Cyprus brandy

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Xynisteri grapes, as used to make brandy on Cyprus.

The production of brandy on Cyprus began in 1871[1] by ETKO (the oldest surviving distiller on the island) following their importation of a pot still from Cognac in 1868. Data coming from the English explorer Samuel Baker revealed that in 1875 the volume of native brandy production in the Limassol District alone amounted to 467,711 okes.[2] Since then it has become popular amongst locals and dozens of companies (mostly in the Limassol district) currently distil it. It differs from other European varieties in that its alcohol concentration is 32%,[3] although there are some that are stronger, such as Keo Five Kings at 40%.[4] Most varieties have a distinctly sweet aftertaste.[5]

Cyprus brandy is typically produced by double distillation of xynisteri-based white wines with aging in oak barrels.[6] Cypriot brandy forms the base for the Brandy Sour cocktail, in addition to locally-produced lemon cordial, that has been cited as the national drink of Cyprus.[7][8]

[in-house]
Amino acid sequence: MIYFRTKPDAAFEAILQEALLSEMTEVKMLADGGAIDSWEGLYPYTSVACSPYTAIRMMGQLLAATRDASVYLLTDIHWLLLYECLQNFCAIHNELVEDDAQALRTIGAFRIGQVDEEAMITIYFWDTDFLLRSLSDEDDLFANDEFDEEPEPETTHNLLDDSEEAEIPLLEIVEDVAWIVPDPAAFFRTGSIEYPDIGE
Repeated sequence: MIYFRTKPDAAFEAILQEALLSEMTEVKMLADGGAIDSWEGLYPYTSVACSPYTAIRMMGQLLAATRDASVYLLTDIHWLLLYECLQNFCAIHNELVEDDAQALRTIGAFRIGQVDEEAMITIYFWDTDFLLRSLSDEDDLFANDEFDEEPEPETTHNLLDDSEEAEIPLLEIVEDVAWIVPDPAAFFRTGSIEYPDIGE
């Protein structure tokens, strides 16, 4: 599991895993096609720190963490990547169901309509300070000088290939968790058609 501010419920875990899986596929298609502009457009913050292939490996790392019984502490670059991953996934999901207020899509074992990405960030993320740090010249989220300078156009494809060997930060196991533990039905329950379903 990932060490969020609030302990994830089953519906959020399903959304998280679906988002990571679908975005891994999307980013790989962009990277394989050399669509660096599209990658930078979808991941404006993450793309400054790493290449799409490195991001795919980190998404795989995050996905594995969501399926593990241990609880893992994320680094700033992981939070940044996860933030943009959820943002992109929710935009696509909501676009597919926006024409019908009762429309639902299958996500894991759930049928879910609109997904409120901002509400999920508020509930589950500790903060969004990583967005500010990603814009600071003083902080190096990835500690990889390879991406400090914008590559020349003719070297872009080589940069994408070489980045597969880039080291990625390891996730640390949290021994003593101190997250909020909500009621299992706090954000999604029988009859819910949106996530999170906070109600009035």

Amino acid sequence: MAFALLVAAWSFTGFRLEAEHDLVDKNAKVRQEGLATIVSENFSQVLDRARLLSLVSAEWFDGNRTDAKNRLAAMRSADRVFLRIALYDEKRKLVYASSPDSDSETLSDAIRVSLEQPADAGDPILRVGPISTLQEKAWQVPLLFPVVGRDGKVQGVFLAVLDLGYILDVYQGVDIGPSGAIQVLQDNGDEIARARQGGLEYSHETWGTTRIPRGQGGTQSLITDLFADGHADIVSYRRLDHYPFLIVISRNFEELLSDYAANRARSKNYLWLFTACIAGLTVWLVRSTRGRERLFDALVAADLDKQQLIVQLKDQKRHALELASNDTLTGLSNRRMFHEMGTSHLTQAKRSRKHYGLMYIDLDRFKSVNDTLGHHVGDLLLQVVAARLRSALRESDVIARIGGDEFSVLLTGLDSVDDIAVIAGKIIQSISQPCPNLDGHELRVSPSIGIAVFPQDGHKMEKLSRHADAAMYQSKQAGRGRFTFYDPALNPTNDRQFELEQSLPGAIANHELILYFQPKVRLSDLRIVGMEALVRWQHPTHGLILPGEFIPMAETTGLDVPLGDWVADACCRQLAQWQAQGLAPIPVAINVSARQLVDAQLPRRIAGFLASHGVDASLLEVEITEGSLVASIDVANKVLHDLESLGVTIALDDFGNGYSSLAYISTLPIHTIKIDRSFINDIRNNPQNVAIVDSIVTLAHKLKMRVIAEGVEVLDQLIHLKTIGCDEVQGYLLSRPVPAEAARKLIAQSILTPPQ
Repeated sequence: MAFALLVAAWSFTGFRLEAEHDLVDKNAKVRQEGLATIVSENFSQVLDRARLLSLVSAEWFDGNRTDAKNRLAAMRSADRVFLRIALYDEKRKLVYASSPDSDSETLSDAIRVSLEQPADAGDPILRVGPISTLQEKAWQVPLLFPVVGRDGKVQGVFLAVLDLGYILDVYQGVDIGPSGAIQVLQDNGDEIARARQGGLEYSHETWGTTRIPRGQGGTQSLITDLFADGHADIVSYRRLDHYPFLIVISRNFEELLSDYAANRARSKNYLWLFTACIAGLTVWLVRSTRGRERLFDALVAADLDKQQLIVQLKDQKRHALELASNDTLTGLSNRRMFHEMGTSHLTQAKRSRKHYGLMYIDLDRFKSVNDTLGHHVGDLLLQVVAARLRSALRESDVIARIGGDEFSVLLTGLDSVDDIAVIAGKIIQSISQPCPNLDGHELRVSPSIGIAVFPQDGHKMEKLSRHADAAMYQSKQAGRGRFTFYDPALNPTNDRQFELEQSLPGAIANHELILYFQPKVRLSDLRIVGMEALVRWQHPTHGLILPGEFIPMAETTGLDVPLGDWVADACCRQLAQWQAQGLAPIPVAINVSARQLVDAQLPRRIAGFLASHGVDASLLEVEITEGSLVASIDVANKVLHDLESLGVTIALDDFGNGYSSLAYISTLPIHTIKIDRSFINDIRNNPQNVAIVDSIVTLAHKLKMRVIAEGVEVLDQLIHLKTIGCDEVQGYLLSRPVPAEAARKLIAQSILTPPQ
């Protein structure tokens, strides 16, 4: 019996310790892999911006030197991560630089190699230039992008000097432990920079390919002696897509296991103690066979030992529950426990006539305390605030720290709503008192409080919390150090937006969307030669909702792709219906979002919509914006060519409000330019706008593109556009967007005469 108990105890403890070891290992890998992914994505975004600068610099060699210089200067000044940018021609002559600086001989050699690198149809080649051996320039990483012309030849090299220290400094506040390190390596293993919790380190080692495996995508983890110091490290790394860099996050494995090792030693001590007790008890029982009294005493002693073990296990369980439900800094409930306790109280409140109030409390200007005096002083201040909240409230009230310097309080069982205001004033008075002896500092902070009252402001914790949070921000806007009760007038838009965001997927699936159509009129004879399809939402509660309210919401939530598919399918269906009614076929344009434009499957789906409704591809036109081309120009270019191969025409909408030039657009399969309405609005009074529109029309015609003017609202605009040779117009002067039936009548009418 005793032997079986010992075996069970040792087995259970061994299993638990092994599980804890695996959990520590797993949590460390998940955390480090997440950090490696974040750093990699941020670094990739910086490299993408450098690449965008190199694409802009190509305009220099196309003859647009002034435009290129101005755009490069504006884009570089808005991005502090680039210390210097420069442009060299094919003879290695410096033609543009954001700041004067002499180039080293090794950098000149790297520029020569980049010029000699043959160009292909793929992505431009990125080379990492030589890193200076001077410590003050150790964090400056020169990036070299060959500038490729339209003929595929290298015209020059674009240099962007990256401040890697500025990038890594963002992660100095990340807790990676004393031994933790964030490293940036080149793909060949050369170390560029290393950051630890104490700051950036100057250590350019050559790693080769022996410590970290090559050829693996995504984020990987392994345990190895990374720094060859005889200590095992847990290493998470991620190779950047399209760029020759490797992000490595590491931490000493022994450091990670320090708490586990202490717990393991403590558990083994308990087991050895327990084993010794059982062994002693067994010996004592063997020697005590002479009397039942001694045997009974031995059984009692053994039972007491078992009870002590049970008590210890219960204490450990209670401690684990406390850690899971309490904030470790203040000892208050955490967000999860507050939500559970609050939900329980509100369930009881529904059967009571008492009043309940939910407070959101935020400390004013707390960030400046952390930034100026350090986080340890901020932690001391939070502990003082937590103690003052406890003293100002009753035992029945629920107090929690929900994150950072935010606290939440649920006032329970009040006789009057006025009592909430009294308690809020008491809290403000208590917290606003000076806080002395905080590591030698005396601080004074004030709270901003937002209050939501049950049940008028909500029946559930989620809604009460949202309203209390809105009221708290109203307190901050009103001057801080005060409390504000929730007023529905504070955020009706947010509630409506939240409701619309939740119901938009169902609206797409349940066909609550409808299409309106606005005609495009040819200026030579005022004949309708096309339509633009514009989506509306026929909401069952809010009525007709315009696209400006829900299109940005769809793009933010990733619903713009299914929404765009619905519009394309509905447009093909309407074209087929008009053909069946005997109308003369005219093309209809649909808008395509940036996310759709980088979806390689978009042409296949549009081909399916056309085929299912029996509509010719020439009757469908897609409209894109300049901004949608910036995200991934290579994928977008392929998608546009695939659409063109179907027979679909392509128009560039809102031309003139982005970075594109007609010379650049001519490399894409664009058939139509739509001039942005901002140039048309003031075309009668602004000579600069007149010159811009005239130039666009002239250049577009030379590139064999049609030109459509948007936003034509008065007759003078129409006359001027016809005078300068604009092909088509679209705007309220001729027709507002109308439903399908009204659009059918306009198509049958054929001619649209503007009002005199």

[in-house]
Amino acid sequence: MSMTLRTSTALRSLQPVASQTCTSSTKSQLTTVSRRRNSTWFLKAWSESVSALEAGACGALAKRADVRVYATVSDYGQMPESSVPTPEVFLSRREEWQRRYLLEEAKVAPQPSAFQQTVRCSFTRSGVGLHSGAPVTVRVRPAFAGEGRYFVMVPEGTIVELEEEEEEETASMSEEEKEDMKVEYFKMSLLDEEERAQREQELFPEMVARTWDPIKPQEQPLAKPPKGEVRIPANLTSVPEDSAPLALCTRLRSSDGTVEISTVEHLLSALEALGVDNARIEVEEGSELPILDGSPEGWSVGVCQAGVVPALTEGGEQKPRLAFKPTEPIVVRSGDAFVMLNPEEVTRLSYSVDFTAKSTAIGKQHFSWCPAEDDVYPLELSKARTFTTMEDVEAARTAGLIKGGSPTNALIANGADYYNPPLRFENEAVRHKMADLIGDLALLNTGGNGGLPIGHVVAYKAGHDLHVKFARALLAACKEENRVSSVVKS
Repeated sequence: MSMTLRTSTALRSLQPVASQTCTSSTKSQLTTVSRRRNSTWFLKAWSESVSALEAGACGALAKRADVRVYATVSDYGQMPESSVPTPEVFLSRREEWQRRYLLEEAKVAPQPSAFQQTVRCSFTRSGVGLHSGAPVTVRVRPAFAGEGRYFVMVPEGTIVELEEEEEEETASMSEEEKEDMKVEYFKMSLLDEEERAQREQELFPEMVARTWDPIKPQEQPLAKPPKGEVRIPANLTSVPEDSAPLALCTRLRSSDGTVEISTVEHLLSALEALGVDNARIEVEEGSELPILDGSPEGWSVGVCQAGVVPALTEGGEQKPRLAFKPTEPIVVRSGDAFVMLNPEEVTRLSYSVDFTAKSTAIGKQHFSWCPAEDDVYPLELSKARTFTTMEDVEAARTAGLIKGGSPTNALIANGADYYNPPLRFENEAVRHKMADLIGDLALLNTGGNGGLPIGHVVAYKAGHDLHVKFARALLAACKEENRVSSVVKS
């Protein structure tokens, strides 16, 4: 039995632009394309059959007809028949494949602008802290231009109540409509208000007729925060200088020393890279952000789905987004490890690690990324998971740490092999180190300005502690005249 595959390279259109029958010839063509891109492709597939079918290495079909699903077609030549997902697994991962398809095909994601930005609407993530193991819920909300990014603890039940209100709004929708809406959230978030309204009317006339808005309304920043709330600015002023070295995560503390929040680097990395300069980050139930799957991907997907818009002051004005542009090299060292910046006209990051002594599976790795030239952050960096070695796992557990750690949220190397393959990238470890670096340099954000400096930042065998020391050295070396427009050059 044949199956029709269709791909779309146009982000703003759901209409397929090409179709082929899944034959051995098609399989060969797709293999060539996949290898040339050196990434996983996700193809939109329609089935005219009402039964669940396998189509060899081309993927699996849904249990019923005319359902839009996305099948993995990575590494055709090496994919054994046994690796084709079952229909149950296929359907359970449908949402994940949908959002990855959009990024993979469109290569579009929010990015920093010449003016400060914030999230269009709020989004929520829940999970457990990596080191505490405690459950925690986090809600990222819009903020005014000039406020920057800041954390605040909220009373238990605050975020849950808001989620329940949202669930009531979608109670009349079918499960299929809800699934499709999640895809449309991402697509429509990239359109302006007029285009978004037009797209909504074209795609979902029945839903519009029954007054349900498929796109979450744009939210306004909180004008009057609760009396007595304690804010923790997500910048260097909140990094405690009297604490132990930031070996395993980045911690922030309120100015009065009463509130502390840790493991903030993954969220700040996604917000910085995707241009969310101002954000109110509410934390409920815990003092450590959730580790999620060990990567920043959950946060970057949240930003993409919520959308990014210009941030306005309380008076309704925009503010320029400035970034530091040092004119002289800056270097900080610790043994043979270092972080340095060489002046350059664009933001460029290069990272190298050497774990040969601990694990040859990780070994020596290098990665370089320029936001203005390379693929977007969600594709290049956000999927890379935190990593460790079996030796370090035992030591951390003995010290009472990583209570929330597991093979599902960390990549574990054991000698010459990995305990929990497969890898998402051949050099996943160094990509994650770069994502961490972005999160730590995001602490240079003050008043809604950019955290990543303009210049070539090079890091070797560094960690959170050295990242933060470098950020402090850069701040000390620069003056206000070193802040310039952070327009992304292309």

References[edit]

  1. ^ "New blood and a renewed vision". Cyprus Mail. 28 September 2003. 
  2. ^ Samuel White Baker,. Cyprus As I Saw It in 1879. Paperbackshop. ISBN 1-84637-912-1. 
  3. ^ "Brandy producers up in arms over EU directive". Cyprus Mail. 27 June 2001. 
  4. ^ "Keo Five Kings". KEO. Retrieved 23 July 2014. 
  5. ^ "A Survey of Brandy Producing Countries". Foodreference.com. Retrieved 2007-10-24. 
  6. ^ Product description - Keo brandy
  7. ^ "Brandy Sour". North Cyprus Online.com. Retrieved 2007-10-23. 
  8. ^ "Cyprus Travel Information". lonelyplanet.com. Retrieved 2007-10-24.